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Letter to Sen. Clinton

3 March 2007

Dear Sen. Clinton,

As my colleague Russ Roberts noted, a good economist could teach a semester-long seminar on the avalanche of errors,
half-truths, confusions, and question-begging assumptions roaring
through your recent letter to Treasury Sec. Paulson and Fed Chairman
.  My letter to you, alas, must be brief.

First a question.  You note that $2.2 trillion worth of U.S. treasuries are
owned by "foreign nations."  By "foreign nations" do you mean "foreign
governments"?  Or does your figure include also treasuries held by
private foreign citizens?  I suspect the former — although, for reasons given below, it doesn’t matter very much.

A more fundamental point is that you are
comically simplistic to assert that these foreign holdings of U.S.
treasuries mean that Americans "can too easily be held hostage to the
economic decisions being made in Beijing, Shanghai and Tokyo."  The
worst thing these governments can do to the U.S. with their treasuries
holdings is to dump them, driving their price down.  But precisely
because these holdings are large, these governments themselves would
suffer huge losses if, in an attempt to influence U.S. government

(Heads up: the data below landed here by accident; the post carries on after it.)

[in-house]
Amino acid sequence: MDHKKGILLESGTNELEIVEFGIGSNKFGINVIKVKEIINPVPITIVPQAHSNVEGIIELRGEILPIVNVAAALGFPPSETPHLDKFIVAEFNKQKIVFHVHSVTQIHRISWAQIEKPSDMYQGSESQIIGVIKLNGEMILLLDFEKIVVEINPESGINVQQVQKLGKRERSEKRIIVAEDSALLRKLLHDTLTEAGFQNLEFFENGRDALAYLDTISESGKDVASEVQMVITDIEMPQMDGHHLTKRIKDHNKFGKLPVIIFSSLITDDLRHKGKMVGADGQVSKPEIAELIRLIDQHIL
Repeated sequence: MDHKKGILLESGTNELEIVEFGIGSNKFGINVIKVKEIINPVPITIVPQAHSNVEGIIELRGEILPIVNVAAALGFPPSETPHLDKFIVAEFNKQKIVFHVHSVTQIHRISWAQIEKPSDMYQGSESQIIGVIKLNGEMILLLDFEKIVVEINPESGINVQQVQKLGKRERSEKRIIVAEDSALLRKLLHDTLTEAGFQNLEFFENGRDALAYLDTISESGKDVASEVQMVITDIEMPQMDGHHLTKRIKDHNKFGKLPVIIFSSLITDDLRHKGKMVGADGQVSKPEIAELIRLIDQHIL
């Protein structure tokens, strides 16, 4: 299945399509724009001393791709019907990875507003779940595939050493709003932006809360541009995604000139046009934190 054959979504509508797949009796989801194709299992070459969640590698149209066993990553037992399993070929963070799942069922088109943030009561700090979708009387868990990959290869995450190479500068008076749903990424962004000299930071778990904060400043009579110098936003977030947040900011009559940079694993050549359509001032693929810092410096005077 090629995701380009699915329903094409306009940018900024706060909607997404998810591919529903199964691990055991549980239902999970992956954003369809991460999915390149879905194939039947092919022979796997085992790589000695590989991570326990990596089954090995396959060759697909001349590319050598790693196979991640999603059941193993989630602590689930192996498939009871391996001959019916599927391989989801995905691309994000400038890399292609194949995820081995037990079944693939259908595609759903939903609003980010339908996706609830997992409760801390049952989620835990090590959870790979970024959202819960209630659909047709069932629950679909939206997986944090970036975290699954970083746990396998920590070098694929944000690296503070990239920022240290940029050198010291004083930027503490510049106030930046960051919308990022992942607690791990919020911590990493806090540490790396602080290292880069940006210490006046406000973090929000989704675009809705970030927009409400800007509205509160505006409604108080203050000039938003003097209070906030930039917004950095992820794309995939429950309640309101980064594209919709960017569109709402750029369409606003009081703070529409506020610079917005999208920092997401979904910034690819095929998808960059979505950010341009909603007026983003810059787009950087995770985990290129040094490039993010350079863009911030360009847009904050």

policy, they dumped their holdings.  (If, on the other hand, foreign holders of U.S. government debt dumped these holdings for economic reasons — worried that the value of this debt will soon fall — then there’s every reason to suppose that the very same dumping of this debt would occur if every cent of the debt were held by Americans.)

In fact, foreign-government
holdings of U.S. debt arguably make these governments "hostage to the
economic decisions being made in Washington."  The Fed, after all,
could monetize this debt, inflating away its value.  Or Uncle Sam could
repudiate this debt, or unilaterally change its terms in ways unfavorable to holders.  Or you and your colleagues could implement
economically disastrous policies that drive up long-term interest rates
and, hence, drive down the value of outstanding treasuries.

For you to ignore these reciprocities and realities is inexcusable.

Donald J. Boudreaux